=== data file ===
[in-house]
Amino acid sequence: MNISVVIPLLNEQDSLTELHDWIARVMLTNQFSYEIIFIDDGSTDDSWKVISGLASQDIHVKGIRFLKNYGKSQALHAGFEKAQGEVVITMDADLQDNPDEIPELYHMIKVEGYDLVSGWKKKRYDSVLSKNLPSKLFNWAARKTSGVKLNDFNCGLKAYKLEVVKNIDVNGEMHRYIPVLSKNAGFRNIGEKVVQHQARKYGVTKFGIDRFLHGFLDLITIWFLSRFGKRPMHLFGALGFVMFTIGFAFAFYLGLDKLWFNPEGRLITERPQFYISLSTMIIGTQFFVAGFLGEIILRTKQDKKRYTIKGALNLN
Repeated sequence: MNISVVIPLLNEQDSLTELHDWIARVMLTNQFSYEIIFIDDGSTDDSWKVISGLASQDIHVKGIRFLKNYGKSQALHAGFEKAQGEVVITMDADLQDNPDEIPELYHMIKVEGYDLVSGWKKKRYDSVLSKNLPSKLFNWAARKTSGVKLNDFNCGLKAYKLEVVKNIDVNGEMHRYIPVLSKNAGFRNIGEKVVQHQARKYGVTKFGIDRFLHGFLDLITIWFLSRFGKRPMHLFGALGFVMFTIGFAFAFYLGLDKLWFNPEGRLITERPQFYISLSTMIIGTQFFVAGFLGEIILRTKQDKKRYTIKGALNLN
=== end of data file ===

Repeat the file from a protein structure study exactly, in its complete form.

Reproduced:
[in-house]
Amino acid sequence: MNISVVIPLLNEQDSLTELHDWIARVMLTNQFSYEIIFIDDGSTDDSWKVISGLASQDIHVKGIRFLKNYGKSQALHAGFEKAQGEVVITMDADLQDNPDEIPELYHMIKVEGYDLVSGWKKKRYDSVLSKNLPSKLFNWAARKTSGVKLNDFNCGLKAYKLEVVKNIDVNGEMHRYIPVLSKNAGFRNIGEKVVQHQARKYGVTKFGIDRFLHGFLDLITIWFLSRFGKRPMHLFGALGFVMFTIGFAFAFYLGLDKLWFNPEGRLITERPQFYISLSTMIIGTQFFVAGFLGEIILRTKQDKKRYTIKGALNLN
Repeated sequence: MNISVVIPLLNEQDSLTELHDWIARVMLTNQFSYEIIFIDDGSTDDSWKVISGLASQDIHVKGIRFLKNYGKSQALHAGFEKAQGEVVITMDADLQDNPDEIPELYHMIKVEGYDLVSGWKKKRYDSVLSKNLPSKLFNWAARKTSGVKLNDFNCGLKAYKLEVVKNIDVNGEMHRYIPVLSKNAGFRNIGEKVVQHQARKYGVTKFGIDRFLHGFLDLITIWFLSRFGKRPMHLFGALGFVMFTIGFAFAFYLGLDKLWFNPEGRLITERPQFYISLSTMIIGTQFFVAGFLGEIILRTKQDKKRYTIKGALNLN